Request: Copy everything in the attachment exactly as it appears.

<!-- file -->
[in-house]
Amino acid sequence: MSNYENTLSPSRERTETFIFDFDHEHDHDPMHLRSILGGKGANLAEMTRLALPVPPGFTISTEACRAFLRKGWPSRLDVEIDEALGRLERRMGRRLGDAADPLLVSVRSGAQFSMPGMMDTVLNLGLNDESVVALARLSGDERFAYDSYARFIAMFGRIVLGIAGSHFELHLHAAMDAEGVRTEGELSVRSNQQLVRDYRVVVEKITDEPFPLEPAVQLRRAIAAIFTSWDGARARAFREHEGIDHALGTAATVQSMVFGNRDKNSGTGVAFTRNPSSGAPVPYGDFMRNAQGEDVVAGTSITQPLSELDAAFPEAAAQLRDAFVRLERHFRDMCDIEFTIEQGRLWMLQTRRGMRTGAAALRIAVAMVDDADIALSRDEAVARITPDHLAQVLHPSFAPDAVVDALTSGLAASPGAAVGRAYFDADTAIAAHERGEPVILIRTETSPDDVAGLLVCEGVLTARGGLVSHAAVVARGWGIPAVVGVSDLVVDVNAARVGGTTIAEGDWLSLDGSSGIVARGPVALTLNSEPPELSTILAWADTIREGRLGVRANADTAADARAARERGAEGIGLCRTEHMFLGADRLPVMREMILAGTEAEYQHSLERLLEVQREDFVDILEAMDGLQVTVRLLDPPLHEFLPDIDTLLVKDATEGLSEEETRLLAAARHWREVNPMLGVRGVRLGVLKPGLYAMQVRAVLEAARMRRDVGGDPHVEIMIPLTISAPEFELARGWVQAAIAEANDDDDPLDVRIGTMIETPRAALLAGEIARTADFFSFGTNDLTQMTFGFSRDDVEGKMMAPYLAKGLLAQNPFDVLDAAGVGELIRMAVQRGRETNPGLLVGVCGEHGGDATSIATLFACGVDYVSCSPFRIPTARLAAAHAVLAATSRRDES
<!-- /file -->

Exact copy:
[in-house]
Amino acid sequence: MSNYENTLSPSRERTETFIFDFDHEHDHDPMHLRSILGGKGANLAEMTRLALPVPPGFTISTEACRAFLRKGWPSRLDVEIDEALGRLERRMGRRLGDAADPLLVSVRSGAQFSMPGMMDTVLNLGLNDESVVALARLSGDERFAYDSYARFIAMFGRIVLGIAGSHFELHLHAAMDAEGVRTEGELSVRSNQQLVRDYRVVVEKITDEPFPLEPAVQLRRAIAAIFTSWDGARARAFREHEGIDHALGTAATVQSMVFGNRDKNSGTGVAFTRNPSSGAPVPYGDFMRNAQGEDVVAGTSITQPLSELDAAFPEAAAQLRDAFVRLERHFRDMCDIEFTIEQGRLWMLQTRRGMRTGAAALRIAVAMVDDADIALSRDEAVARITPDHLAQVLHPSFAPDAVVDALTSGLAASPGAAVGRAYFDADTAIAAHERGEPVILIRTETSPDDVAGLLVCEGVLTARGGLVSHAAVVARGWGIPAVVGVSDLVVDVNAARVGGTTIAEGDWLSLDGSSGIVARGPVALTLNSEPPELSTILAWADTIREGRLGVRANADTAADARAARERGAEGIGLCRTEHMFLGADRLPVMREMILAGTEAEYQHSLERLLEVQREDFVDILEAMDGLQVTVRLLDPPLHEFLPDIDTLLVKDATEGLSEEETRLLAAARHWREVNPMLGVRGVRLGVLKPGLYAMQVRAVLEAARMRRDVGGDPHVEIMIPLTISAPEFELARGWVQAAIAEANDDDDPLDVRIGTMIETPRAALLAGEIARTADFFSFGTNDLTQMTFGFSRDDVEGKMMAPYLAKGLLAQNPFDVLDAAGVGELIRMAVQRGRETNPGLLVGVCGEHGGDATSIATLFACGVDYVSCSPFRIPTARLAAAHAVLAATSRRDES